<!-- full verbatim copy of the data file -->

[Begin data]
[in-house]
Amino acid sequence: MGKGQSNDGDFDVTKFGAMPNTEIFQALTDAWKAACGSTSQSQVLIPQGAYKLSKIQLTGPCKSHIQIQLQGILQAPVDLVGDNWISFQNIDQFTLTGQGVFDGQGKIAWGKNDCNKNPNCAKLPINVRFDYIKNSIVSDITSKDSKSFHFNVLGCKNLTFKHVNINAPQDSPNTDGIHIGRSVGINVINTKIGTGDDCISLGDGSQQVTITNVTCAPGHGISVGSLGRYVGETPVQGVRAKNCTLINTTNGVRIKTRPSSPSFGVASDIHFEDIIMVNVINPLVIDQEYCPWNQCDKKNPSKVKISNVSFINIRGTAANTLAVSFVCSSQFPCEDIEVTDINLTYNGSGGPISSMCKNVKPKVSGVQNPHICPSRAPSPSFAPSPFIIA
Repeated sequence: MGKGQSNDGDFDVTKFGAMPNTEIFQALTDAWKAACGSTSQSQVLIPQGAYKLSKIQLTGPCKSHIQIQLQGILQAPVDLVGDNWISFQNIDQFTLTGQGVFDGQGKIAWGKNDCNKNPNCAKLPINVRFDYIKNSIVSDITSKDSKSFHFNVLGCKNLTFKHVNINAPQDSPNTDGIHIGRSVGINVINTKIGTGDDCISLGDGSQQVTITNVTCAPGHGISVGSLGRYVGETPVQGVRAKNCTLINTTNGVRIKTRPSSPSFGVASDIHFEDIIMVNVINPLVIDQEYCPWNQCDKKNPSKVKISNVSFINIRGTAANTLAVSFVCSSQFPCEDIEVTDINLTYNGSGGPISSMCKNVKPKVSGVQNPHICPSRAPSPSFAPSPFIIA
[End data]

[in-house]
Amino acid sequence: MGKGQSNDGDFDVTKFGAMPNTEIFQALTDAWKAACGSTSQSQVLIPQGAYKLSKIQLTGPCKSHIQIQLQGILQAPVDLVGDNWISFQNIDQFTLTGQGVFDGQGKIAWGKNDCNKNPNCAKLPINVRFDYIKNSIVSDITSKDSKSFHFNVLGCKNLTFKHVNINAPQDSPNTDGIHIGRSVGINVINTKIGTGDDCISLGDGSQQVTITNVTCAPGHGISVGSLGRYVGETPVQGVRAKNCTLINTTNGVRIKTRPSSPSFGVASDIHFEDIIMVNVINPLVIDQEYCPWNQCDKKNPSKVKISNVSFINIRGTAANTLAVSFVCSSQFPCEDIEVTDINLTYNGSGGPISSMCKNVKPKVSGVQNPHICPSRAPSPSFAPSPFIIA
Repeated sequence: MGKGQSNDGDFDVTKFGAMPNTEIFQALTDAWKAACGSTSQSQVLIPQGAYKLSKIQLTGPCKSHIQIQLQGILQAPVDLVGDNWISFQNIDQFTLTGQGVFDGQGKIAWGKNDCNKNPNCAKLPINVRFDYIKNSIVSDITSKDSKSFHFNVLGCKNLTFKHVNINAPQDSPNTDGIHIGRSVGINVINTKIGTGDDCISLGDGSQQVTITNVTCAPGHGISVGSLGRYVGETPVQGVRAKNCTLINTTNGVRIKTRPSSPSFGVASDIHFEDIIMVNVINPLVIDQEYCPWNQCDKKNPSKVKISNVSFINIRGTAANTLAVSFVCSSQFPCEDIEVTDINLTYNGSGGPISSMCKNVKPKVSGVQNPHICPSRAPSPSFAPSPFIIA